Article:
Welds that are made onto an operating pipeline cool at an accelerated rate as a result of the flowing pipeline contents cooling the weld region. The accelerated cooling rates increase the probability of forming a crack-susceptible microstructure in the heat-affected zone (HAZ) of in-service welds. The increased risk of forming such microstructures makes in-service welds more susceptible to hydrogen cracking compared to welds that do not experience accelerated cooling.

It is understood within the pipeline industry that hydrogen cracking is a time-dependent failure mechanism. Due to the time-dependent nature and susceptibility of in-service welds to hydrogen cracking, it is common to delay the final inspection of in-service welds. The intent of the delayed inspection is to allow hydrogen cracks, if they were going to occur, to form so that the inspection method could detect them and the cracks could repaired. Many industry codes provide a single inspection delay time. By providing a single inspection delay time it is implied that the inspection delay time should be applied for all situations independent of the welding conditions or any other preventative measures the company may employee.

There are many aspects that should be addressed when determining what should be considered an appropriate inspection delay time and these aspects can vary the inspection delay time considerably. Such factors include the cooling characteristics of the operating pipeline, the welding procedure that is being followed, the chemical composition of the material being welded and if any preventative measures such as post-weld heating are applied.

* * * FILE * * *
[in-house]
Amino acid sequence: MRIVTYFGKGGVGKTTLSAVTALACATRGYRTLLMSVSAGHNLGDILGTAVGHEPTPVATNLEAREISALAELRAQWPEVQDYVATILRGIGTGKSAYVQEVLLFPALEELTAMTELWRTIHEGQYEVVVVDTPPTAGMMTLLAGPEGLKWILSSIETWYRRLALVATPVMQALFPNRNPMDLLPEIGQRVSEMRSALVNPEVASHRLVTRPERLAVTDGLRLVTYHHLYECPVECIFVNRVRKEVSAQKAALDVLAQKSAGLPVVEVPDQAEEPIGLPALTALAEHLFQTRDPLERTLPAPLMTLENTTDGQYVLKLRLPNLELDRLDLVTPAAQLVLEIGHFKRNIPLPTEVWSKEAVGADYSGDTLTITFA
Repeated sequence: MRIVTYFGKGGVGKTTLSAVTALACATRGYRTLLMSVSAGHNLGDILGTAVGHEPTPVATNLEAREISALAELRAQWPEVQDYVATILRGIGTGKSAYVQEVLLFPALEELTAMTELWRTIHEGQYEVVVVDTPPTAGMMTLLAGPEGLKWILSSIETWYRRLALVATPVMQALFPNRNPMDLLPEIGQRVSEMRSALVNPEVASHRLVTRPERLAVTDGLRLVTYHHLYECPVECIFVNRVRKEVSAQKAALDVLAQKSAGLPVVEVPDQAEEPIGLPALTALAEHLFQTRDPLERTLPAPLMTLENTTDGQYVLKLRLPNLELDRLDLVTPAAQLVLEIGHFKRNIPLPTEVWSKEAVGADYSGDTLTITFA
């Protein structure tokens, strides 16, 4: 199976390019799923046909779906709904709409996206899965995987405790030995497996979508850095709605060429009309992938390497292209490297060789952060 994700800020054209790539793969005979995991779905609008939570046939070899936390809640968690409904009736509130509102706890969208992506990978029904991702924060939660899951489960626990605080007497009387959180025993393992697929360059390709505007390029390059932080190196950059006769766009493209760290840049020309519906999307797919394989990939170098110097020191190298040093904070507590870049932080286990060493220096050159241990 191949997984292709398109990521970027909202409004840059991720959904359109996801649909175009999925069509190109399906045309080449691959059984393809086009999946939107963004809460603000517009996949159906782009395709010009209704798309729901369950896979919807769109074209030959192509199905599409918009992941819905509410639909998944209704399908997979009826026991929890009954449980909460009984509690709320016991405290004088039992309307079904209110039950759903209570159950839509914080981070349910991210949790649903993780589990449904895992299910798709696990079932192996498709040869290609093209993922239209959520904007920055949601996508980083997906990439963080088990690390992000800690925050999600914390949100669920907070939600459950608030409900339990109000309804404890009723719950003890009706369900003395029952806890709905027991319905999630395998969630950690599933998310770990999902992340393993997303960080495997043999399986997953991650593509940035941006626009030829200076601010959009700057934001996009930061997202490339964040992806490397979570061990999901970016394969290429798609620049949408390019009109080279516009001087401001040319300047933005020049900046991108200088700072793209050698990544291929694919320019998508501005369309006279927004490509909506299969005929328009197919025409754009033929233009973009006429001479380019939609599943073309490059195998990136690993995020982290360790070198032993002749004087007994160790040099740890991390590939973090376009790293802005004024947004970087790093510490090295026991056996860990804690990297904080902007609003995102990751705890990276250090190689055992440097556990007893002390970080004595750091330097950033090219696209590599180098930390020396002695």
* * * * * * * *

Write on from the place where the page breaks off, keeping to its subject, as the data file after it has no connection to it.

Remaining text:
The objective of this work was to provide an engineering justification for realistic minimum inspection delay times for different in-service welding scenarios. The minimum inspection delay time that was determined was based on modelling results from a previously developed two-dimensional hydrogen diffusion model that predicts the time to peak hydrogen concentration at any location within a weld HAZ. The time to peak hydrogen concentration was considered equal to the minimum inspection delay time since the model uses the assumption that if a weld was to crack the cracking would occur prior to or at the time of peak hydrogen concentration.

Several factors were varied during the computer model runs to determine the effect they had on the time to peak hydrogen concentration. These factors included different welding procedures, different material thicknesses and different post-weld heating temperatures. The post-weld heating temperatures were varied between 40 F (4 C) and 300 F (149 C). The results of the analysis did provide justification for reducing the inspection delay time to 30 minutes or less depending on the post-weld heating temperature and pipeline wall thickness. This reduction in inspection delay time has the potential to significantly increase productivity and reduce associated costs without increasing the associated risk to pipeline integrity or public safety.

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